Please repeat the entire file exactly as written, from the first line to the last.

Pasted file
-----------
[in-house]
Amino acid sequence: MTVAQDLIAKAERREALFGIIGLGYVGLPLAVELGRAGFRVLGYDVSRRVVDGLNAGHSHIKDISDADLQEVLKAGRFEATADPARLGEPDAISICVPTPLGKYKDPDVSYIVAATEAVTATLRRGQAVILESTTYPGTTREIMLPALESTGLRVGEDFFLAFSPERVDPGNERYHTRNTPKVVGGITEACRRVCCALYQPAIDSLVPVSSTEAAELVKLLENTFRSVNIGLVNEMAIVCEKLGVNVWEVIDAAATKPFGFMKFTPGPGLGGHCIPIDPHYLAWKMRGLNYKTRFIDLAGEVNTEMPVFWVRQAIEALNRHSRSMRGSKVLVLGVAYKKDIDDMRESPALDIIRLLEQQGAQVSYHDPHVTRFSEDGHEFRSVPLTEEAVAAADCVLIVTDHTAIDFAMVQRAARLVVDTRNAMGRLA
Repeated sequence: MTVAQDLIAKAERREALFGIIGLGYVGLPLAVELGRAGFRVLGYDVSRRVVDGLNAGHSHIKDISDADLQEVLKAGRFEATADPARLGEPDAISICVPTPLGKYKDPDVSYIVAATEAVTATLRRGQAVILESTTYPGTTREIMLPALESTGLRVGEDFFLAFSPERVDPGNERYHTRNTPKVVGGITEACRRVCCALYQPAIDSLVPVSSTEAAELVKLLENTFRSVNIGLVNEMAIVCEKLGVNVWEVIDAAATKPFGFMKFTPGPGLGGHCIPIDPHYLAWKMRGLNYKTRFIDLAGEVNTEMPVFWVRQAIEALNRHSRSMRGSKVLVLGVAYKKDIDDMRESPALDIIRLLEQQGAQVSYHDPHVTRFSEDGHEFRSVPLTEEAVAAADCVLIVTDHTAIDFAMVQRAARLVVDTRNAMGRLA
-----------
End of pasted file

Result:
[in-house]
Amino acid sequence: MTVAQDLIAKAERREALFGIIGLGYVGLPLAVELGRAGFRVLGYDVSRRVVDGLNAGHSHIKDISDADLQEVLKAGRFEATADPARLGEPDAISICVPTPLGKYKDPDVSYIVAATEAVTATLRRGQAVILESTTYPGTTREIMLPALESTGLRVGEDFFLAFSPERVDPGNERYHTRNTPKVVGGITEACRRVCCALYQPAIDSLVPVSSTEAAELVKLLENTFRSVNIGLVNEMAIVCEKLGVNVWEVIDAAATKPFGFMKFTPGPGLGGHCIPIDPHYLAWKMRGLNYKTRFIDLAGEVNTEMPVFWVRQAIEALNRHSRSMRGSKVLVLGVAYKKDIDDMRESPALDIIRLLEQQGAQVSYHDPHVTRFSEDGHEFRSVPLTEEAVAAADCVLIVTDHTAIDFAMVQRAARLVVDTRNAMGRLA
Repeated sequence: MTVAQDLIAKAERREALFGIIGLGYVGLPLAVELGRAGFRVLGYDVSRRVVDGLNAGHSHIKDISDADLQEVLKAGRFEATADPARLGEPDAISICVPTPLGKYKDPDVSYIVAATEAVTATLRRGQAVILESTTYPGTTREIMLPALESTGLRVGEDFFLAFSPERVDPGNERYHTRNTPKVVGGITEACRRVCCALYQPAIDSLVPVSSTEAAELVKLLENTFRSVNIGLVNEMAIVCEKLGVNVWEVIDAAATKPFGFMKFTPGPGLGGHCIPIDPHYLAWKMRGLNYKTRFIDLAGEVNTEMPVFWVRQAIEALNRHSRSMRGSKVLVLGVAYKKDIDDMRESPALDIIRLLEQQGAQVSYHDPHVTRFSEDGHEFRSVPLTEEAVAAADCVLIVTDHTAIDFAMVQRAARLVVDTRNAMGRLA